You have to hand it to the Russians, but they have just pulled the most stunning and clever coup in foreign politics since Marget Thatcher banged her handbag on the table in Maastricht and demanded her money back.
Just six months ago a small unimportant backwater of Eastern Europe declared itself independent to free themselves from a perceived aggressor (Serbia) and celebrate their ethnic uniqueness and all the Russians did was grumble a bit. That of course was Kosovo, and the western world was supposed to be on the side of the good guys, so we continued our military presence with peacekeepers to protect the needy little Kosovar nation and recognised their nationhood diplomatically.
Fast forward 6 months, and now Russia has recognised two tiny nations in a small, unimportant backwater of Eastern Europe to help them free themselves from the perceived aggressor (Georgia) and celebrate their ethnic uniqueness. Just like Nato, it sent peacekeepers, bombed the aggressor, told the daft president of Georgia off for forcing its hand and is now sitting pretty in tactically beneficial spots in the countryside.
Funny how the President of Georgia, the irrepressible Mr Saakashvili was a ‘friend’ of the U.S. and how Milosevic was a friend of Russia. How things repeat themselves.
Putin and Medvedev must be laughing themselves silly. When the EU and Nato sounded all honest and concerned about Kosovo they probably just sat back, grinning and thought how they could do a Kosovo with some of their statelets across the border. And who can blame them?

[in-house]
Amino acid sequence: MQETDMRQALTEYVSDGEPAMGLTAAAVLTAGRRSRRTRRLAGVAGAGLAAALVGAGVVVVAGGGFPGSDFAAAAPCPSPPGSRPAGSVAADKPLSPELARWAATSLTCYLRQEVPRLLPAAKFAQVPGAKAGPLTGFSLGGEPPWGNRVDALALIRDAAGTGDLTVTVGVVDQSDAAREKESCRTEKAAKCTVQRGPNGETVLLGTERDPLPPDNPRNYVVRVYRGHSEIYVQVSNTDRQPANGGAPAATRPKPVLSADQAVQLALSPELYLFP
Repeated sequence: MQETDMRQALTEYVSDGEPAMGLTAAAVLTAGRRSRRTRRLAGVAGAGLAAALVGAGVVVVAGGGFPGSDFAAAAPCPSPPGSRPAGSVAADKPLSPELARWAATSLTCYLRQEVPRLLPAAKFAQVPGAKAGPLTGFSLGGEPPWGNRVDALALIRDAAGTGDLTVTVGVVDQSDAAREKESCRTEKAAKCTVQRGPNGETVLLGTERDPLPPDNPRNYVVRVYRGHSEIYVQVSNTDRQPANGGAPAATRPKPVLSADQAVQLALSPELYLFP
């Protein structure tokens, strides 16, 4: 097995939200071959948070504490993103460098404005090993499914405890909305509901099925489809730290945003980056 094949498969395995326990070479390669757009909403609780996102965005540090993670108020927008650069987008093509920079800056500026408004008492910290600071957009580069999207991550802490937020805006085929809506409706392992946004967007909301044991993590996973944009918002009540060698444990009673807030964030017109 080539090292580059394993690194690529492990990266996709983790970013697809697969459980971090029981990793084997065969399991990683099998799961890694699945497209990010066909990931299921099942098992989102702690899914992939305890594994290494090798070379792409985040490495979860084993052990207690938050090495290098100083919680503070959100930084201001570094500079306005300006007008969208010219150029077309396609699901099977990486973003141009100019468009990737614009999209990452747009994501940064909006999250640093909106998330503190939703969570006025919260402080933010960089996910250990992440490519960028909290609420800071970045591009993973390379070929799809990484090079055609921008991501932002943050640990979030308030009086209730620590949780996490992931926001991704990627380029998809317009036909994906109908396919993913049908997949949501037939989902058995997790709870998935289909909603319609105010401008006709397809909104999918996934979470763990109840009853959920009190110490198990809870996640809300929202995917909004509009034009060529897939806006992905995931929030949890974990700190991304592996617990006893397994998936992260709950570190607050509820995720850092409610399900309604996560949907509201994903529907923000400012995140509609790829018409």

Now of course we are having the undignified spectacle of the British foreign minister David Miliband (who?) ‘rallying’ the other nations within the ex Soviet sphere of influence to form a coalition against Russian aggression. I have no idea what this is supposed to achieve. The Russians control Europe’s access to their large fossile energy reserves and I am pretty sure that Europe’s consumer would prefer not to freeze this winter.
Maybe instead of jumping around Eastern Europe and antagonise Russia more, he should invest his energy into getting his and the other European countries ready for the day the Russians turn off the gas (or fossile fuels run out). Germany has shown that it is possible to increase the share of renewable energy available to 14 percent within a decade, so maybe instead of prancing around the Ukraine he could have a think about the energy needs of his own country.